Weekly Iron And Folic Acid Supplementation (Wifs) Programme: Basics Explained

The Union Minister of State for Health and Family Welfare, Dr Bharati Pravin Pawar stated in a written reply in the Rajya Sabha that the Government of India has been working for ensuring women’s and child health. Progress made in the various interventions under Rashtriya Kishor Swasthya Karyakram is as below:

A total of 7203 Adolescent Friendly Health Clinics (AFHCs) have been established in the country; 52 lakh Adolescent clients received counselling and clinical services in AFHCs during 2021-22.

4.14 crore Adolescents were provided Weekly Iron Folic Acid Supplementation tablets under the Weekly Iron and Folic Acid Supplementation (WIFS) Programme in 2021-22

The Scheme for Promotion of Menstrual Hygiene is implemented to promote menstrual hygiene among adolescent girls in the age group of 10-19 years. 34.92  lakh adolescent girls have been covered every month under this scheme in FY 2021-22   both through the Centre and State budgets.


The Government is also implementing the Scheme for Promotion of Menstrual Hygiene for girls. Further, the Weekly Iron Folic Acid Supplementation (WIFS) Programme also covers the Out of school girls through the platform of Anganwadi Centres.

The Ministry of Health and Family Welfare has launched the Weekly Iron and Folic Acid Supplementation (WIFS) Programme to meet the challenge of high prevalence and incidence of anaemia amongst adolescent girls and boys. WIFS is an evidence-based programmatic response to the prevailing anaemia situation amongst adolescent girls and boys through supervised weekly ingestion of IFA supplementation and biannual helminthic control.

The long-term goal is to break the intergenerational cycle of anaemia, the short-term benefit is of nutritionally improved human capital. The programme is implemented across the country both in rural and urban areas.

Salient features of WIFS:

i. Objective of Weekly Iron Folic acid Supplementation (WIFS) To reduce the prevalence and severity of anaemia in an adolescent population (10-19 years).

ii. Target groups

School-going adolescent girls and boys in 6th to 12th class enrolled in government/government aided/municipal schools.

Out-of-school adolescent girls.

iii. Intervention

Administration of supervised Weekly Iron-folic Acid Supplements of 100mg elemental iron and 500ug Folic acid using a fixed-day approach.

Screening of target groups for moderate/severe anaemia and referring these cases to an appropriate health facility.

Biannual de-worming (Albendazole 400mg), six months apart, for control of the helminthic infestation.

Information and counselling for improving dietary intake and for taking actions for prevention of intestinal worm infestation.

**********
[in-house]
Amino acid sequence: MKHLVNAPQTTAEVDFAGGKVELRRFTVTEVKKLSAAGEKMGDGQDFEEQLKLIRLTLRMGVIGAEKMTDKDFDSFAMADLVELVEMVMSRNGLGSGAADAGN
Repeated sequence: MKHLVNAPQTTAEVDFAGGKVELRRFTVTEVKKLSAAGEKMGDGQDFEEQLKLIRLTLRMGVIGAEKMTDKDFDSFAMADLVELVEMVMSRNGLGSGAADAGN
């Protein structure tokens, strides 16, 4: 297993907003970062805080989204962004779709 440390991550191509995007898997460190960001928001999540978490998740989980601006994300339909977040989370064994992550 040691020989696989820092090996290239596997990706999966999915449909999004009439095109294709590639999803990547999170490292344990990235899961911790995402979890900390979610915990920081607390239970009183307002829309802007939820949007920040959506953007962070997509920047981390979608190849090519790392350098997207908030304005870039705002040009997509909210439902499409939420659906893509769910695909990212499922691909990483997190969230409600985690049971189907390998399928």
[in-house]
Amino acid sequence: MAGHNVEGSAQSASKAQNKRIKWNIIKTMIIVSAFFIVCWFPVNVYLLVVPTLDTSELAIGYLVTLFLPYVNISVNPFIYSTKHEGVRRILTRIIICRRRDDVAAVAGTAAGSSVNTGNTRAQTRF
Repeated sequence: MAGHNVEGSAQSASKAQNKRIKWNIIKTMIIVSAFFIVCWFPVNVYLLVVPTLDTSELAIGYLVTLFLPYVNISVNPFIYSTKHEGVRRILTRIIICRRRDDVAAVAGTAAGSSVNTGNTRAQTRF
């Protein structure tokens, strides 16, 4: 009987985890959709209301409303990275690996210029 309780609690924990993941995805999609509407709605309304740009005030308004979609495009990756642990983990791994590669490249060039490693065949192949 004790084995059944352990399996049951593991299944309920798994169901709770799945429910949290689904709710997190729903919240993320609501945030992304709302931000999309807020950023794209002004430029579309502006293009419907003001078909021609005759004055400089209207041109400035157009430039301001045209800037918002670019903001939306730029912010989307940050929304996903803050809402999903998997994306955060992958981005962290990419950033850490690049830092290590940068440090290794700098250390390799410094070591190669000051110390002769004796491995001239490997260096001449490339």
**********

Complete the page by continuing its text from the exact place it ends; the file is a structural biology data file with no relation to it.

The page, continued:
According to the World Health Organization (WHO), the prevalence of anaemia among women of reproductive age (aged 15−49 years) is calculated as the percentage of women in the said age group with a haemoglobin concentration of less than 120 grams per Litre (g/L) or 12 grams per decilitre (g/dL) for non-pregnant and lactating women, and less than 110 g/L or 11 g/dL for pregnant women, adjusted for altitude and smoking.

Similarly, the prevalence among children (aged 6 – 59 months) is calculated as a percentage of children in the said age group with a haemoglobin concentration less than 110 g/L or 11 g/dL, adjusted for altitude. Prevalence of 40% and above is considered severe. 

The Union Health Ministry recently released the key findings of both phases of the National Family Health Survey that was conducted between 2019 & 2021. This is the fifth edition of the NFHS.

The increase in anaemia among pregnant women is by 1.8 percentage points, among all women of the reproductive age is 3.9 percentage points, and among adolescent women by 5 percentage points. Among children, the increase is the highest at 8.5 percentage points.

Among children aged 6 to 59 months, anaemia is the most prevalent in Gujarat among the larger states with nearly 80% of the children in the age group diagnosed with anaemia. Madhya Pradesh, Rajasthan, Punjab, Haryana, and Telangana are the major large states with a prevalence of more than 70% among children. Kerala is the only state to have recorded a prevalence of less than 40% (39.4%),

West Bengal and Gujarat had the highest prevalence of anaemia among adolescent girls.Almost 97% of the adolescent women in Ladakh in the 15 to 19 age group were found to be anaemic. Among large states, the prevalence was the highest in West Bengal, followed by Gujarat with 69%.

More than 60% of pregnant women were anaemic in Bihar, Gujarat, West Bengal, Odisha, and Tripura.

The prevalence of anaemia among all women in reproductive age (15 to 49 years) reveals that West Bengal had the highest prevalence of 71.4%. Assam, Jharkhand, and Gujarat have a prevalence of 65% and above.


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